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Patrician Liberal: The Public and Private Life of Sir Henri-Gustave Joly de Lotbinière, 1829-1908

By J.I. Little

Review By Patricia E. Roy

September 23, 2015

BC Studies no. 190 Summer 2016  | p. 155-156


At first glance, a review of the biography of a nineteenth century Quebec politician seems out of place in BC Studies. Born in France in 1829 to a wealthy French Protestant father and his Roman Catholic wife, the heiress to the Lotbinière seigneury, southwest of Quebec City, Sir Henri-Gustave Joly de Lotbinière spent his childhood in Quebec, graduated from the Université de France, was called to the Quebec bar, and married the Anglican daughter of a prominent Quebec merchant.

Playing a patrician role with a “reputation as an honourable and principled man” (244), Joly was paternalistic towards his former censitaires, used his farm to demonstrate improved agricultural methods, and employed his one-time censitaires in his lumber business. He practiced sustained yield in the seigneury’s forests and became Canada’s “most prominent proponent” of the infant forest conservation movement (200). As a railway promoter and provincial politician, Joly carefully avoided potential conflicts of interest. In 1878, the lieutenant-governor dismissed the premier and invited Joly, the leader of the opposition, to form a government. After losing support in the legislature, Joly resigned the premiership, but remained a critic of the Conservative government and defender of provincial rights.

Joly had opposed Confederation; later, he became deeply concerned about preserving national unity in the crises over Louis Riel and Manitoba Schools. In the 1896 federal election he ran successfully for the Liberals and became Minister of Inland Revenue, a minor post noted for its patronage opportunities. His opposition to the spoils system and to raising the Chinese head tax made him unpopular in the cabinet.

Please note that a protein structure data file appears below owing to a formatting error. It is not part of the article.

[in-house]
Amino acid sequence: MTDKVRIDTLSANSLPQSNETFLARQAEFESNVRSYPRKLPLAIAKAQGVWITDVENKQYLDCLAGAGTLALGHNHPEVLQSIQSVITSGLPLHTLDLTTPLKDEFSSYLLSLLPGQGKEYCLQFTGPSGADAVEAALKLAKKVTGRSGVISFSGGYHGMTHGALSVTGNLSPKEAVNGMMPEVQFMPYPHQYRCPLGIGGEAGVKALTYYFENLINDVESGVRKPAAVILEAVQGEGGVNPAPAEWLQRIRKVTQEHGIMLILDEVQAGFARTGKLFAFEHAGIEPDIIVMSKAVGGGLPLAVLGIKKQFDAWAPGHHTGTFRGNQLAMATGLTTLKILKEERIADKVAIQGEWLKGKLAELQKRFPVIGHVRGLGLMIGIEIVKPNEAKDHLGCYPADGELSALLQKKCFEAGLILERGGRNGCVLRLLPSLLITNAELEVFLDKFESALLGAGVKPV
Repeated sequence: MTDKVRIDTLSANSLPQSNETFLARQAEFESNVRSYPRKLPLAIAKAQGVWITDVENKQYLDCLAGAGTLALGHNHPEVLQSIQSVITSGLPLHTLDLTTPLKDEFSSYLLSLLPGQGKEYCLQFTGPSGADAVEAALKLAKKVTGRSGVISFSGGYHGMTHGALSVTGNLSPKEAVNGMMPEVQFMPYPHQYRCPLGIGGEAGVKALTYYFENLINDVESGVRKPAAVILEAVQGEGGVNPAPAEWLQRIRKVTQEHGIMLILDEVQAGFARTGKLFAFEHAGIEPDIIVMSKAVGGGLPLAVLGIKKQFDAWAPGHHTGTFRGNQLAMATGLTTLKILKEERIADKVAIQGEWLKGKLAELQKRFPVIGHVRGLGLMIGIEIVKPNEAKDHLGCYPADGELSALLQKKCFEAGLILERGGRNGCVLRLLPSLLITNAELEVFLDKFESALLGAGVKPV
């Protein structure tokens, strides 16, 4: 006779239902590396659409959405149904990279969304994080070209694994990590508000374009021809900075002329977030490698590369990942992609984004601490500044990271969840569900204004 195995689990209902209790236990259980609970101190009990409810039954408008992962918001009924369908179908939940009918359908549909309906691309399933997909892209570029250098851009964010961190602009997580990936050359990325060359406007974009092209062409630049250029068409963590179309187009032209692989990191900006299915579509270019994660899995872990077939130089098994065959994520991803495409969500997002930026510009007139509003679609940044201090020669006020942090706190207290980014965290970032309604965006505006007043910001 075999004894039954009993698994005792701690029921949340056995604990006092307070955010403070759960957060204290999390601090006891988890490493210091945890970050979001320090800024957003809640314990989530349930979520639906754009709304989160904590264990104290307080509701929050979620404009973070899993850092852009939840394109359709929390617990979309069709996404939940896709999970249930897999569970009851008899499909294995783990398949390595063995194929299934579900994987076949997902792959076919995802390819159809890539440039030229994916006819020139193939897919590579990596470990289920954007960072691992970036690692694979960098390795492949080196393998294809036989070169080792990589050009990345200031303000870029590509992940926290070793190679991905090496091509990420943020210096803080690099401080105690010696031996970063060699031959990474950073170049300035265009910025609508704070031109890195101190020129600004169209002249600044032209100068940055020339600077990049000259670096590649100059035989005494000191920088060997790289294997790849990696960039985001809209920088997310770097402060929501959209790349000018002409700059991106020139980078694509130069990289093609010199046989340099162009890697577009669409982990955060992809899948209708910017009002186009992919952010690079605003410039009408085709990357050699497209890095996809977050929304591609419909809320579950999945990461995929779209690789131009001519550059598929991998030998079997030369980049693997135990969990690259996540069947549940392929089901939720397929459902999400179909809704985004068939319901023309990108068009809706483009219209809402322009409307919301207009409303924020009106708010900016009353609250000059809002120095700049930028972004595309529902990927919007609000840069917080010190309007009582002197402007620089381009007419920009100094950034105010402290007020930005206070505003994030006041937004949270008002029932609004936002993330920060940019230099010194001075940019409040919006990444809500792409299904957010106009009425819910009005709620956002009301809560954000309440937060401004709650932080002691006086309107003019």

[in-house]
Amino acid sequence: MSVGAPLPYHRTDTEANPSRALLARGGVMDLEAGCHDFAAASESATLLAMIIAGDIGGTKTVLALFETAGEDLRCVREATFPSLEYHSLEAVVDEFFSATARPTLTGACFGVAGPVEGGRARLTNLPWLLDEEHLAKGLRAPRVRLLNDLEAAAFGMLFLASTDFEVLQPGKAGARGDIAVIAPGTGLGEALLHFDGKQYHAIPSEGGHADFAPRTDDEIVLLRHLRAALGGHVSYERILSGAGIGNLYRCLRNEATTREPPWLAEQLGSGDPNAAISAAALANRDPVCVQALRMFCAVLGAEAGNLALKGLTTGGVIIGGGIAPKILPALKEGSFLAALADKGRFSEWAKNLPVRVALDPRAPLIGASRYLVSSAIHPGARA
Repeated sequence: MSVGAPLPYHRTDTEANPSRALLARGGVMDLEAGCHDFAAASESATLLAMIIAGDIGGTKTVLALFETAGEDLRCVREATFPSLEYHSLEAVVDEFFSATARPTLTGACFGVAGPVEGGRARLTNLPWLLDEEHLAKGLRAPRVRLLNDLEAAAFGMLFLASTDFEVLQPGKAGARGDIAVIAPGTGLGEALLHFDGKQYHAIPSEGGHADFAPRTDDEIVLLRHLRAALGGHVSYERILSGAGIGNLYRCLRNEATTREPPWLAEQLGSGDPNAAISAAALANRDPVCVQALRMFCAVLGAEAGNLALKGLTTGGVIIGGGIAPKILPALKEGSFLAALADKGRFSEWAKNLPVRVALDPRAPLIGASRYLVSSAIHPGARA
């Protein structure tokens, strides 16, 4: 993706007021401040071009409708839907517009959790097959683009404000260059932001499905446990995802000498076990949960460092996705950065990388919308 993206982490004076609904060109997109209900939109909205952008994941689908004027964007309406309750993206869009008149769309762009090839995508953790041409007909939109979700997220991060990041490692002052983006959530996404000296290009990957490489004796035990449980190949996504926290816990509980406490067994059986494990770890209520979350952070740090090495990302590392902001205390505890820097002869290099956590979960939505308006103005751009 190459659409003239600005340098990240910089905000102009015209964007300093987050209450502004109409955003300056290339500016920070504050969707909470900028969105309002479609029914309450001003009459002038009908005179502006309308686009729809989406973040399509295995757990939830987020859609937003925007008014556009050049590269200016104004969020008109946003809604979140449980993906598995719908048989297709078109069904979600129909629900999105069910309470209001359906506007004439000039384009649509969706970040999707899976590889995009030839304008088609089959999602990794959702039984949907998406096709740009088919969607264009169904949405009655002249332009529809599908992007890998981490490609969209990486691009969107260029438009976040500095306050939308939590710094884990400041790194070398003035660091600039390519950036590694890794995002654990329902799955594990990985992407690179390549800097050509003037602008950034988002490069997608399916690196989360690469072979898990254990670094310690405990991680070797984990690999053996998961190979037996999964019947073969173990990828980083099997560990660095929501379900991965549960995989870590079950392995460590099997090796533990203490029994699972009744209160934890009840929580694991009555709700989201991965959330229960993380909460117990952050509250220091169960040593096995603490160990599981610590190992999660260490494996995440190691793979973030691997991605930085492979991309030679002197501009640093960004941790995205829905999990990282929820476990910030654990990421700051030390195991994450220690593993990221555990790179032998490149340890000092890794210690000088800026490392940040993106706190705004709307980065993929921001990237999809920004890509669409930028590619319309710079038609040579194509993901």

What did this have to do with British Columbia? Given confusion in provincial politics (which Little succinctly explains) Prime Minister Laurier wisely looked outside for a lieutenant-governor to replace the dismissed T.R. McInnes “to stabilize the state” and “restore investor confidence” (214). A “patrician sense of pride and duty” (215) led Joly to accept the post. For British Columbians, Joly’s knowledge of constitutional law, railway construction, and forestry, plus his knighthood and membership in the Anglican Church overcame any unpopularity caused by his sympathy for the Chinese. As lieutenant-governor, Joly was discreet, but more than a figurehead. In 1903, when E.G. Prior, the fifth premier in five years, saw no wrong in using inside knowledge to benefit his hardware firm, Joly dismissed him and invited Richard McBride, a Conservative and leader of the opposition, to form a government and introduce party lines to the legislature.

Joly expected to mentor the thirty-two year-old McBride and, informally, he did. Little shows how Joly’s Quebec experience influenced his actions in British Columbia, including conservation policies in new timber legislation, insisting that the legislature vote on the report of a Commission of Inquiry into the Kaien Island land deal, and providing hints on arguing for “Better Terms” from the federal government. Little surmises that Joly may have modified McBride’s actions towards Asians and encouraged him to be less strident towards Ottawa.

This well-researched and well-written biography is set in a framework of contemporary historiography. For example, Little observes that while in some ways Joly fits Ian McKay’s concept of the liberal order, McKay fails to recognize the role of paternalism in the economy and politics. For British Columbia, Little questions Robert A. J. McDonald’s arguments about the significance of the introduction of party lines. In sum, Little has admirably used biography to examine politics, the economy, culture, society, and historiography especially in Quebec and British Columbia.

Patrician Liberal: The Public and Private Life of Sir Henri-Gustave Joly de Lotbinière, 1829-1908
J.I. Little
Toronto: University of Toronto Press, 2013. 376pp. $37.95. paper.